Automatic milking is the milking of dairy animals, especially of dairy cattle, without human labour. Automatic milking systems (AMS), also called voluntary milking systems (VMS), were developed in the late 20th century. They have been commercially available since the early 1990s. The core of such systems that allows complete automation of the milking process is a type of agricultural robot. Automated milking is therefore also called robotic milking. Common systems rely on the use of computers and special herd management software.
- 1 Automation in milking
- 1.1 Basics – milking process and milking schedules
- 1.2 Automation progress in the 20th century
- 2 Automatic milking systems (AMS)
- 2.1 Advantages
- 2.2 Considerations and disadvantages
Automation in milking
A rotary milking parlor – higher efficiency compared to stationary milking parlors, but still requiring manual labour with milking machines etc.
Basics – milking process and milking schedules.
The milking process is the collection of tasks specifically devoted to extracting milk from an animal (rather than the broader field of dairy animal husbandry). This process may be broken down into several sub-tasks: collecting animals before milking, routing animals into the parlour, inspection and cleaning of teats, attachment of milking equipment to teats, and often massaging the back of the udder to relieve any held back milk, extraction of milk, removal of milking equipment, routing of animals out of the parlour.
Maintaining milk yield during the lactation period (approximately 300 days) requires consistent milking intervals, usually twice daily and with maximum time spacing between milkings. In fact all activities must be scheduled around the milking process on the dairy farm. Such a milking routine imposes restrictions on time management and personal life of an individual farmer, as the farmer is committed to milking in the early morning and in the evening for seven days a week regardless of personal health, family responsibilities or social schedule. This time restriction is exacerbated for lone farmers and farm families if extra labour cannot easily or economically be obtained, and is a factor in the decline in small-scale dairy farming. Techniques such as once-a-day milking and voluntary milking (see below) have been investigated to reduce these time constraints.
Automation progress in the 20th century
To alleviate the labour involved in milking, much of the milking process has been automated during the 20th century: many farmers use semi-automatic or automatic cow traffic control (powered gates, etc.), the milking machine (a basic form was developed in the late 19th century) has entirely automated milk extraction, and automatic cluster removal is available to remove milking equipment after milking. Automatic teat spraying systems are available, however there is some debate over the cleaning effectiveness of these.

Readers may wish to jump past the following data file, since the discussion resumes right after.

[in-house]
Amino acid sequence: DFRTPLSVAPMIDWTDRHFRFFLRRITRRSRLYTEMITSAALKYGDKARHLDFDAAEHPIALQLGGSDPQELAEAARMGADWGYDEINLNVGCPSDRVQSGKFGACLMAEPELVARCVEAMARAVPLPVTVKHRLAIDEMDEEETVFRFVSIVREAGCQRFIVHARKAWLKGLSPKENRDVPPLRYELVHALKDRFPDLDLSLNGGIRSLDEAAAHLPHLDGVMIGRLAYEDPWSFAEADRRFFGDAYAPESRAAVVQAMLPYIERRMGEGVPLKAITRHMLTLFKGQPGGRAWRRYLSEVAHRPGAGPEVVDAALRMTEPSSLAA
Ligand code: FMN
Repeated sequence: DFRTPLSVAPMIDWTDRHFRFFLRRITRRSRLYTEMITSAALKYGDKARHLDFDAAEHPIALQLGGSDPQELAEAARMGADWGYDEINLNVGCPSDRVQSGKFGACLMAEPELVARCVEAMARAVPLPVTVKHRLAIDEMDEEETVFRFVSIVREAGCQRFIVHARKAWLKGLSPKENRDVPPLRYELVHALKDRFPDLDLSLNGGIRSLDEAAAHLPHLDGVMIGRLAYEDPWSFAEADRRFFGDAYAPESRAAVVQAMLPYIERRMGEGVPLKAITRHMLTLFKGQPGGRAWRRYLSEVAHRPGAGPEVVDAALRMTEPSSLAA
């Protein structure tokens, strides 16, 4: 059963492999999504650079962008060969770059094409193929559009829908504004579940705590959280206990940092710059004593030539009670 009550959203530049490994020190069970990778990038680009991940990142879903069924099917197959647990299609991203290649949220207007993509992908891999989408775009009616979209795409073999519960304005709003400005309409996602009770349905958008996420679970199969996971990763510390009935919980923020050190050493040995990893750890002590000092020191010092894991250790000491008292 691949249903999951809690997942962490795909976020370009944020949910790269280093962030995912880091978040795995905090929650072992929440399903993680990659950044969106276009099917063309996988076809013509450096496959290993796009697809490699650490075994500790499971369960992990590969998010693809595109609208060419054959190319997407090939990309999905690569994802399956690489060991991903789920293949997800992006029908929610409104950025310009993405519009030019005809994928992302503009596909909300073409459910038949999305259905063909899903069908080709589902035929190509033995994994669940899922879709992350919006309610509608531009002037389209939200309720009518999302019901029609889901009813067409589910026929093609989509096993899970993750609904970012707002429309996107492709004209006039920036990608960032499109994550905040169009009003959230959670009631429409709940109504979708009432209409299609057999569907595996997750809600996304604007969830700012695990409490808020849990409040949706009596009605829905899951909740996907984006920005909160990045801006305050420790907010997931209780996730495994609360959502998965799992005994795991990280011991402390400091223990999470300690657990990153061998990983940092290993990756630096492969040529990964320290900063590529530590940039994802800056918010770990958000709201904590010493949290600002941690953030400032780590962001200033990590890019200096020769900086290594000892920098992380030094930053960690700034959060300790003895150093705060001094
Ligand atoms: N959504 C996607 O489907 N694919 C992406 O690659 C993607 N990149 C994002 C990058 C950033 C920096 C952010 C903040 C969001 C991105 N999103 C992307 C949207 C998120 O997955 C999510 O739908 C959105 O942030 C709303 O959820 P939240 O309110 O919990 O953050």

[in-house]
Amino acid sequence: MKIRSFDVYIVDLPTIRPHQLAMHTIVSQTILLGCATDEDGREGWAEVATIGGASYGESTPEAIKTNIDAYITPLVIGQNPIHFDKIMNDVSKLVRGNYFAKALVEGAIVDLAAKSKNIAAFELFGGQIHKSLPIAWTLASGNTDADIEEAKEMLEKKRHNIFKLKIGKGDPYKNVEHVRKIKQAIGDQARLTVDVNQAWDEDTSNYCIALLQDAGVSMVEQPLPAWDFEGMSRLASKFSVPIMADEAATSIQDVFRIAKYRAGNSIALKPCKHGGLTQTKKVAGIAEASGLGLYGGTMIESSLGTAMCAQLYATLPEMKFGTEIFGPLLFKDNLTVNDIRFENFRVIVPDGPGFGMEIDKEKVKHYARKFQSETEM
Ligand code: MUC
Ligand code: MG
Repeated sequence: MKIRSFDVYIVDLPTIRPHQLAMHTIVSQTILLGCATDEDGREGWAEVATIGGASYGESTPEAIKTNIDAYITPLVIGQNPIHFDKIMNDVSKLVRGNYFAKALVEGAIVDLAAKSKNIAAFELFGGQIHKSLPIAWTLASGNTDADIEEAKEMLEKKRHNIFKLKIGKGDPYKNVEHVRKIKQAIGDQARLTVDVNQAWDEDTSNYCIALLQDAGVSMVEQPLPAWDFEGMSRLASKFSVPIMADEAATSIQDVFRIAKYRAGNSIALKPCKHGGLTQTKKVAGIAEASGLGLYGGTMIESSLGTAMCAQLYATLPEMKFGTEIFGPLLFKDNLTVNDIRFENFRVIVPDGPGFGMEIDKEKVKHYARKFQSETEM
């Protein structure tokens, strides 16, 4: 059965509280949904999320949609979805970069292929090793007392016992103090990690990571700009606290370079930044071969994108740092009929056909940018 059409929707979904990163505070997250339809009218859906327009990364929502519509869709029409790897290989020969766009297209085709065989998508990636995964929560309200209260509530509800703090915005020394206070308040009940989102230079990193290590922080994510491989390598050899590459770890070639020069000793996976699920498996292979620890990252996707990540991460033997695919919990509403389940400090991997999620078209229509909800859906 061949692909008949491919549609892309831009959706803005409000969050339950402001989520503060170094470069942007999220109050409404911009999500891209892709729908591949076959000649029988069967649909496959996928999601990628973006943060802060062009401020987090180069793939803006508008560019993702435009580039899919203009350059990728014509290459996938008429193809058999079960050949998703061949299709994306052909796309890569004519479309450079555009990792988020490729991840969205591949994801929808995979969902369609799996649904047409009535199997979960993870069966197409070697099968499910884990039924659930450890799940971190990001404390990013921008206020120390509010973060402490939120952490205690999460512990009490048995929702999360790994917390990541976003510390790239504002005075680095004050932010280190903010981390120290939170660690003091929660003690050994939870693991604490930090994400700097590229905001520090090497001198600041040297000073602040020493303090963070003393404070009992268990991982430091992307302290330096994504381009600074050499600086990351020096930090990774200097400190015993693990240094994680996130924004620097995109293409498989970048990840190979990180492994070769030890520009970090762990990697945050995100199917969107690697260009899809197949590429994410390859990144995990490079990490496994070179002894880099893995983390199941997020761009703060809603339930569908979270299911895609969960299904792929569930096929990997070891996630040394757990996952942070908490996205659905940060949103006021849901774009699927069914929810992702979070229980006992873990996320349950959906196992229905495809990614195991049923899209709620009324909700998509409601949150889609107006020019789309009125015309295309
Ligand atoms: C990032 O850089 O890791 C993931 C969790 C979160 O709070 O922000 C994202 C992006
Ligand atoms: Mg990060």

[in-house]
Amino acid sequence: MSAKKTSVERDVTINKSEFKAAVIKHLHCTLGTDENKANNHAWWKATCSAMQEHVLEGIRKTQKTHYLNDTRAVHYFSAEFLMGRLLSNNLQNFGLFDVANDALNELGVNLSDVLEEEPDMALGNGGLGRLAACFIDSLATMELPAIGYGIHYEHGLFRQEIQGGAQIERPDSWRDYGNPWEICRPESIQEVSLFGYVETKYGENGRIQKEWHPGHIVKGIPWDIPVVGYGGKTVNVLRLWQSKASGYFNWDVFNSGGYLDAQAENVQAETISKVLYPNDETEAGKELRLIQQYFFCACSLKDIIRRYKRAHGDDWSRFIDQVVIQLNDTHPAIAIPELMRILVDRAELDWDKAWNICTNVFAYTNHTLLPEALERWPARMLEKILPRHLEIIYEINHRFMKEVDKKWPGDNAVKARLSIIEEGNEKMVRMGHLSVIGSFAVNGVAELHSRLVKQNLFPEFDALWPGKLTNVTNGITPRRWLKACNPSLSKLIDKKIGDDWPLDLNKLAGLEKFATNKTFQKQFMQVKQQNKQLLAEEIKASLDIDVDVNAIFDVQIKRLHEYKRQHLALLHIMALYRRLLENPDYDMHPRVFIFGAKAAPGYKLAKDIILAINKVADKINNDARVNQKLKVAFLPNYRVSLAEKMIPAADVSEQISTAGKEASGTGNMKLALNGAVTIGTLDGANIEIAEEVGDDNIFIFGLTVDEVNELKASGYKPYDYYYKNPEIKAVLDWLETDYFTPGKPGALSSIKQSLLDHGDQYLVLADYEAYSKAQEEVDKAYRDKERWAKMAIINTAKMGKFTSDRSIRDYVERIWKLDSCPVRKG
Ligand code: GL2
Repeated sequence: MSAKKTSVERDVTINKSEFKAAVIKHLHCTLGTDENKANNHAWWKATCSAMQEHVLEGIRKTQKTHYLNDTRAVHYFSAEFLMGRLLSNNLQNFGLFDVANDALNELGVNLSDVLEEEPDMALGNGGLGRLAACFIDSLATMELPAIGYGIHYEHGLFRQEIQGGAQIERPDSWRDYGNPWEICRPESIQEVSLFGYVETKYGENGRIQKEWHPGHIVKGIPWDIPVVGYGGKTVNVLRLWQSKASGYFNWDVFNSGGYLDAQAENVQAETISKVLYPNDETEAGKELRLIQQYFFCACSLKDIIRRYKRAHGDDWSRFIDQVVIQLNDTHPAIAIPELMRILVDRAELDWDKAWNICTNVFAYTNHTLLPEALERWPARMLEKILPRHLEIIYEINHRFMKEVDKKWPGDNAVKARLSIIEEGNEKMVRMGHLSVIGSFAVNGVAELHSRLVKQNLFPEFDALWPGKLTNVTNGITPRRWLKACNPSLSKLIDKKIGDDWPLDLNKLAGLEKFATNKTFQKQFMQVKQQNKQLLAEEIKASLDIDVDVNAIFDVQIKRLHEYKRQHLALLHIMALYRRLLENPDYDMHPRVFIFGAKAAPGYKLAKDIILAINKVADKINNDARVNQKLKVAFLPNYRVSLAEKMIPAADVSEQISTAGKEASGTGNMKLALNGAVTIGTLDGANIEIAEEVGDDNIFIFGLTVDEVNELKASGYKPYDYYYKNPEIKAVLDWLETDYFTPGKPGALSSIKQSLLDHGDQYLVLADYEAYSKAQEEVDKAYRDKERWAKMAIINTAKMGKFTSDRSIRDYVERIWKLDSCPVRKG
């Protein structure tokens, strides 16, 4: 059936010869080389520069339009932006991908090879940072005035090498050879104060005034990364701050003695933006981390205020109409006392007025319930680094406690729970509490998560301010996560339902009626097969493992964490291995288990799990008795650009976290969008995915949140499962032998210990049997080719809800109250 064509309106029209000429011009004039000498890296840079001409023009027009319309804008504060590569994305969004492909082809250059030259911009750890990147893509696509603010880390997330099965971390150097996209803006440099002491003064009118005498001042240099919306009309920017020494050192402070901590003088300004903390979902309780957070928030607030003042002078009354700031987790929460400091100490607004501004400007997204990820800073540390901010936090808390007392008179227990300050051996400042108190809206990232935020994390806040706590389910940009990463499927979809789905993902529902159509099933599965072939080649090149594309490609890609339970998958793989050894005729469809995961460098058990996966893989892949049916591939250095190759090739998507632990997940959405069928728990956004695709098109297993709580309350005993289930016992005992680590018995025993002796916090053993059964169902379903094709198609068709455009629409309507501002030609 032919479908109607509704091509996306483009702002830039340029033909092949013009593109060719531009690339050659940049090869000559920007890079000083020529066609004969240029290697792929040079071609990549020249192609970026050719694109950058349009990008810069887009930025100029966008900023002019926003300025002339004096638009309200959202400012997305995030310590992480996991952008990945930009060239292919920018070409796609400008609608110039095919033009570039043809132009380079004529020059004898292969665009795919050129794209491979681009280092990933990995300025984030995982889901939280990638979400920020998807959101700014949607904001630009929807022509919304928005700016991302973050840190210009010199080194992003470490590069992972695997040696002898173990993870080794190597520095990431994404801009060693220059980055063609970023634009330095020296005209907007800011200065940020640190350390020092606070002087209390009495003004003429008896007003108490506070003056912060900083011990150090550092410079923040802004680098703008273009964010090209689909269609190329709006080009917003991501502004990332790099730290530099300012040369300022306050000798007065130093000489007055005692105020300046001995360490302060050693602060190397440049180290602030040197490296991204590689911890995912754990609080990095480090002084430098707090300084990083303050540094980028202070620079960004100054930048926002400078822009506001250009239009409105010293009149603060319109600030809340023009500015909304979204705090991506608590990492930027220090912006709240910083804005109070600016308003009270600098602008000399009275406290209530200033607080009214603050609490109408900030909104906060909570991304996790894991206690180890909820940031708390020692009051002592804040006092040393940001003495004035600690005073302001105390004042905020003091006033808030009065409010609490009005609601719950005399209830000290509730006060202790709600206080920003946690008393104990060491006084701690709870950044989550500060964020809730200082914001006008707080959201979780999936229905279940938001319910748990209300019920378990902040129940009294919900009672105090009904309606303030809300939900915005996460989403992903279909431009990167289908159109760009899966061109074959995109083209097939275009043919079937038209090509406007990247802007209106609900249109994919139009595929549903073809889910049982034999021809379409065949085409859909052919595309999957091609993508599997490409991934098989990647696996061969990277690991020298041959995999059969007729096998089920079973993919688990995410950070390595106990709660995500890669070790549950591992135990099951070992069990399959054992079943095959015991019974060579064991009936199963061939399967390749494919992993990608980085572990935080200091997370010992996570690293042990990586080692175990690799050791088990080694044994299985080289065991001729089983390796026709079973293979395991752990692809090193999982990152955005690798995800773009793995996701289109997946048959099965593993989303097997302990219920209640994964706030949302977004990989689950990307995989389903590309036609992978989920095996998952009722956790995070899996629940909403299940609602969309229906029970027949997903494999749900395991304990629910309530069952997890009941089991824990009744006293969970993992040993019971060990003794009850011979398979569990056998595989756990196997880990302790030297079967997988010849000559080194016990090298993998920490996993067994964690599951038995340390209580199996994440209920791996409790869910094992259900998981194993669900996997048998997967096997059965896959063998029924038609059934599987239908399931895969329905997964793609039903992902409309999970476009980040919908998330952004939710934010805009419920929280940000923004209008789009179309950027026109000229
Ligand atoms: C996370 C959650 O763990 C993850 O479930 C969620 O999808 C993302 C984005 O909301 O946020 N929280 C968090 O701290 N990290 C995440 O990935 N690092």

The final manual labour tasks remaining in the milking process were cleaning and inspection of teats and attachment of milking equipment (milking cups) to teats. Automatic cleaning and attachment of milking cups is a complex task, requiring accurate detection of teat position and a dextrous mechanical manipulator. These tasks have been automated successfully in the voluntary milking system (VMS), or automatic milking system (AMS).
Automatic milking systems (AMS)
Since the 1970s, much research effort has been expended in investigating methods to alleviate time management constraints in conventional dairy farming, culminating in the development of the automated voluntary milking system. There is a video of the historical development of the milking robot at Silsoe Research Institute.
Voluntary milking allows the cow to decide her own milking time and interval, rather than being milked as part of a group at set milking times. AMS requires complete automation of the milking process as the cow may elect to be milked at any time during a 24-hour period.
The milking unit comprises a milking machine, a teat position sensor (usually a laser), a robotic arm for automatic teat-cup application and removal, and a gate system for controlling cow traffic. The cows may be permanently housed in a barn, and spend most of their time resting or feeding in the free-stall area. If cows are to be grazed as well, a selection gate is required to allow only those cows that have been milked to the outside pastures.
When the cow elects to enter the milking unit (due to highly palatable feed that she finds in the milking box), a cow ID sensor reads an identification tag (transponder) on the cow and passes the cow ID to the control system. If the cow has been milked too recently, the automatic gate system sends the cow out of the unit. If the cow may be milked, automatic teat cleaning, milking cup application, milking, and teatspraying takes place. As an incentive to attend the milking unit, concentrated feedstuffs needs to be fed to the cow in the milking unit.
The barn may be arranged such that access to the main feeding area can only be obtained by passing the milking unit. This layout is referred to as forced cow traffic. Alternatively, the barn may be set up such that the cow always has access to feed, water, and a comfortable place to lie down, and is only motivated to visit the milking system by the palatable feed available there. This is referred to as free cow traffic.
The innovative core of the AMS system is the robotic manipulator in the milking unit. This robotic arm automates the tasks of teat cleaning and milking attachment and removes the final elements of manual labour from the milking process. Careful design of the robot arm and associated sensors and controls allows robust unsupervised performance, such that the farmer is only required to attend the cows for condition inspection and when a cow has not attended for milking.
Typical capacity for an AMS is 50–70 cows per milking unit. AMS usually achieve milking frequencies between 2 and 3 times per day, so a single milking unit handling 60 cows and milking each cow 3 times per day has a capacity of 7.5 cows per hour. This low capacity is convenient for lower-cost design of the robot arm and associated control system, as a window of several minutes is available for each cow and high-speed operation is not required.
AMS units have been available commercially since the early 1990s, and have proved relatively successful in implementing the voluntary milking method. Many of the research and developments have taken place in the Netherlands. The most farms with AMS are located in the Netherlands, and Denmark.